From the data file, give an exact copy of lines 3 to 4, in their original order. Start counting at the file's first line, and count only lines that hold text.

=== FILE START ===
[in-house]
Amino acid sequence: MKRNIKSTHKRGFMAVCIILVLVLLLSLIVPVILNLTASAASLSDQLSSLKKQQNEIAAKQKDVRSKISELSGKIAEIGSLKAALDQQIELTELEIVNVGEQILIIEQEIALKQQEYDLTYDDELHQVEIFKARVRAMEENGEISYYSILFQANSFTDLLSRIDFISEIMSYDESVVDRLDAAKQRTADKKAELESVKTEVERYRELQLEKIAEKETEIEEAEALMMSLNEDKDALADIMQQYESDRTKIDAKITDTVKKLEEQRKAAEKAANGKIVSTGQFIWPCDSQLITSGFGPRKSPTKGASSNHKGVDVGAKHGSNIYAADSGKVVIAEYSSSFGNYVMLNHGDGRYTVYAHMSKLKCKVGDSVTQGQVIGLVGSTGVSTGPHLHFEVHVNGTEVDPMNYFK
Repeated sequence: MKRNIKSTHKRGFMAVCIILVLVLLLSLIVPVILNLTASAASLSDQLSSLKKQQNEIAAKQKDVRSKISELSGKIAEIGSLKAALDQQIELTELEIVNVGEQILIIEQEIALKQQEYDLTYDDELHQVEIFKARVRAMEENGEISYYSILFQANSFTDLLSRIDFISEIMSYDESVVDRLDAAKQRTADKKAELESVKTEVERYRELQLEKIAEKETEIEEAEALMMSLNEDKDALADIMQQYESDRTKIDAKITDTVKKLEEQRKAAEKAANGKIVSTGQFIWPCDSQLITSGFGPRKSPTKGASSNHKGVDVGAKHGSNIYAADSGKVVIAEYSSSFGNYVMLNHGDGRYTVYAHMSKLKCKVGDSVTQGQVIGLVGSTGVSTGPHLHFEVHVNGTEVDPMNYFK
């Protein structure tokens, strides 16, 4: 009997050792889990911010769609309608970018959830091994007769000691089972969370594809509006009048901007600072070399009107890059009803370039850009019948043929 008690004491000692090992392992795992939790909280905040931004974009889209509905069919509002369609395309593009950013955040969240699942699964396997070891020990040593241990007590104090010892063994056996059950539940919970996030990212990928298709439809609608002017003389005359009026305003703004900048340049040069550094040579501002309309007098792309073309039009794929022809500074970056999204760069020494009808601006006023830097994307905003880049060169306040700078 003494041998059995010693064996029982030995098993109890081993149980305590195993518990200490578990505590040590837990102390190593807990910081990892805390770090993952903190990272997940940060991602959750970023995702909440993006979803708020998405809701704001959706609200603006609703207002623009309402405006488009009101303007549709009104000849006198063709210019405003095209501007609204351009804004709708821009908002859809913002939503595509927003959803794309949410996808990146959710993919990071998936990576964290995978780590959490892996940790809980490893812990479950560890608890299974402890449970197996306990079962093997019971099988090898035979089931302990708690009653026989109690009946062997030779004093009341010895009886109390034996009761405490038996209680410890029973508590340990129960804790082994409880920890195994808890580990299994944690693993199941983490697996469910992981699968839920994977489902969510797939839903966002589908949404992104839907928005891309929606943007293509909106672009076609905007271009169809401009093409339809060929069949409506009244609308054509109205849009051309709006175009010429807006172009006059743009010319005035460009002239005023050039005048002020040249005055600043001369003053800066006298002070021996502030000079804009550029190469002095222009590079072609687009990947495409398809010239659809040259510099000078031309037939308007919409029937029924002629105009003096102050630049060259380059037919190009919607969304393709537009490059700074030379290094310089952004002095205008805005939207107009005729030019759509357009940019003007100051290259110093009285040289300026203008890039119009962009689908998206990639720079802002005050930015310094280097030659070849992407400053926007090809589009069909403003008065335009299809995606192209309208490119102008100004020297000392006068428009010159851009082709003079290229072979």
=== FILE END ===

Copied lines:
Repeated sequence: MKRNIKSTHKRGFMAVCIILVLVLLLSLIVPVILNLTASAASLSDQLSSLKKQQNEIAAKQKDVRSKISELSGKIAEIGSLKAALDQQIELTELEIVNVGEQILIIEQEIALKQQEYDLTYDDELHQVEIFKARVRAMEENGEISYYSILFQANSFTDLLSRIDFISEIMSYDESVVDRLDAAKQRTADKKAELESVKTEVERYRELQLEKIAEKETEIEEAEALMMSLNEDKDALADIMQQYESDRTKIDAKITDTVKKLEEQRKAAEKAANGKIVSTGQFIWPCDSQLITSGFGPRKSPTKGASSNHKGVDVGAKHGSNIYAADSGKVVIAEYSSSFGNYVMLNHGDGRYTVYAHMSKLKCKVGDSVTQGQVIGLVGSTGVSTGPHLHFEVHVNGTEVDPMNYFK
């Protein structure tokens, strides 16, 4: 009997050792889990911010769609309608970018959830091994007769000691089972969370594809509006009048901007600072070399009107890059009803370039850009019948043929 008690004491000692090992392992795992939790909280905040931004974009889209509905069919509002369609395309593009950013955040969240699942699964396997070891020990040593241990007590104090010892063994056996059950539940919970996030990212990928298709439809609608002017003389005359009026305003703004900048340049040069550094040579501002309309007098792309073309039009794929022809500074970056999204760069020494009808601006006023830097994307905003880049060169306040700078 003494041998059995010693064996029982030995098993109890081993149980305590195993518990200490578990505590040590837990102390190593807990910081990892805390770090993952903190990272997940940060991602959750970023995702909440993006979803708020998405809701704001959706609200603006609703207002623009309402405006488009009101303007549709009104000849006198063709210019405003095209501007609204351009804004709708821009908002859809913002939503595509927003959803794309949410996808990146959710993919990071998936990576964290995978780590959490892996940790809980490893812990479950560890608890299974402890449970197996306990079962093997019971099988090898035979089931302990708690009653026989109690009946062997030779004093009341010895009886109390034996009761405490038996209680410890029973508590340990129960804790082994409880920890195994808890580990299994944690693993199941983490697996469910992981699968839920994977489902969510797939839903966002589908949404992104839907928005891309929606943007293509909106672009076609905007271009169809401009093409339809060929069949409506009244609308054509109205849009051309709006175009010429807006172009006059743009010319005035460009002239005023050039005048002020040249005055600043001369003053800066006298002070021996502030000079804009550029190469002095222009590079072609687009990947495409398809010239659809040259510099000078031309037939308007919409029937029924002629105009003096102050630049060259380059037919190009919607969304393709537009490059700074030379290094310089952004002095205008805005939207107009005729030019759509357009940019003007100051290259110093009285040289300026203008890039119009962009689908998206990639720079802002005050930015310094280097030659070849992407400053926007090809589009069909403003008065335009299809995606192209309208490119102008100004020297000392006068428009010159851009082709003079290229072979």